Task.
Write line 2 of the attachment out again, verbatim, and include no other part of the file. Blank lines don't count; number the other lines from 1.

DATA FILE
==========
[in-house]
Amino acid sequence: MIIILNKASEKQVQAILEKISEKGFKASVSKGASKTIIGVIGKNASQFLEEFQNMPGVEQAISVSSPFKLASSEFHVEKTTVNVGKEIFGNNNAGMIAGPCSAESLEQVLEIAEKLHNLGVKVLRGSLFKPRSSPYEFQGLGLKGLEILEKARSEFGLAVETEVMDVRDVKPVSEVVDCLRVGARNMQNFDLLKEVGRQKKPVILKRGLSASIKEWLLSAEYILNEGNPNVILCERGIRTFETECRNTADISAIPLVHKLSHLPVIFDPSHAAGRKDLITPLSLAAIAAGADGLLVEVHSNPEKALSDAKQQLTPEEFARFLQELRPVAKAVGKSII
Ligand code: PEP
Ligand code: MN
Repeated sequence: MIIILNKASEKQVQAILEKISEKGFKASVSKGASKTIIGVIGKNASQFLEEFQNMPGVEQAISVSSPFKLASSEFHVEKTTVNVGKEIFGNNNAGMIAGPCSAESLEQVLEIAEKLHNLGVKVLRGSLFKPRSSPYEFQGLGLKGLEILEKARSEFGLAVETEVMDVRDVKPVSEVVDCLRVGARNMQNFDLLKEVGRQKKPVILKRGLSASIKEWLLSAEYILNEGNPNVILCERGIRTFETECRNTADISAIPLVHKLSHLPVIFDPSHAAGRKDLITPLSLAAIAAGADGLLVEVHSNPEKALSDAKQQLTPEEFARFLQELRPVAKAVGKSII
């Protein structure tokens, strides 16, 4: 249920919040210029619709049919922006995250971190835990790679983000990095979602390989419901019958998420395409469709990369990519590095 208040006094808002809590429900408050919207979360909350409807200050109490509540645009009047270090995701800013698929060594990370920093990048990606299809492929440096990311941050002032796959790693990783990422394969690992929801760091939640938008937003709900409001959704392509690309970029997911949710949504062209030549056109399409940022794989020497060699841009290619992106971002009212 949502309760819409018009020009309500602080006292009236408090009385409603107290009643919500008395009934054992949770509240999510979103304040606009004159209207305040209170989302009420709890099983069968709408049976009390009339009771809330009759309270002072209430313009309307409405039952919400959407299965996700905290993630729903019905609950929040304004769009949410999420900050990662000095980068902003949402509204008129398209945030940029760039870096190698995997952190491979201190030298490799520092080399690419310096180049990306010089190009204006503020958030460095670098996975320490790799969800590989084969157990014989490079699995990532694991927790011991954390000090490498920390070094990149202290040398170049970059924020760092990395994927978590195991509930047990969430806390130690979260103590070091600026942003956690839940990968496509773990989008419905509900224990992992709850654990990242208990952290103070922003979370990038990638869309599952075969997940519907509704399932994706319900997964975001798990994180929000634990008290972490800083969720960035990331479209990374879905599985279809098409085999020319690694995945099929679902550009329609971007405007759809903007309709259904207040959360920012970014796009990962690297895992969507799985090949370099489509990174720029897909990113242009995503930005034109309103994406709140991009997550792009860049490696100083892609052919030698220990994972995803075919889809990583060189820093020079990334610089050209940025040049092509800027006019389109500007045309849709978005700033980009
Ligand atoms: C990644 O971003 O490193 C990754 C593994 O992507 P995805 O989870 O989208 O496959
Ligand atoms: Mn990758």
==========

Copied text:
Amino acid sequence: MIIILNKASEKQVQAILEKISEKGFKASVSKGASKTIIGVIGKNASQFLEEFQNMPGVEQAISVSSPFKLASSEFHVEKTTVNVGKEIFGNNNAGMIAGPCSAESLEQVLEIAEKLHNLGVKVLRGSLFKPRSSPYEFQGLGLKGLEILEKARSEFGLAVETEVMDVRDVKPVSEVVDCLRVGARNMQNFDLLKEVGRQKKPVILKRGLSASIKEWLLSAEYILNEGNPNVILCERGIRTFETECRNTADISAIPLVHKLSHLPVIFDPSHAAGRKDLITPLSLAAIAAGADGLLVEVHSNPEKALSDAKQQLTPEEFARFLQELRPVAKAVGKSII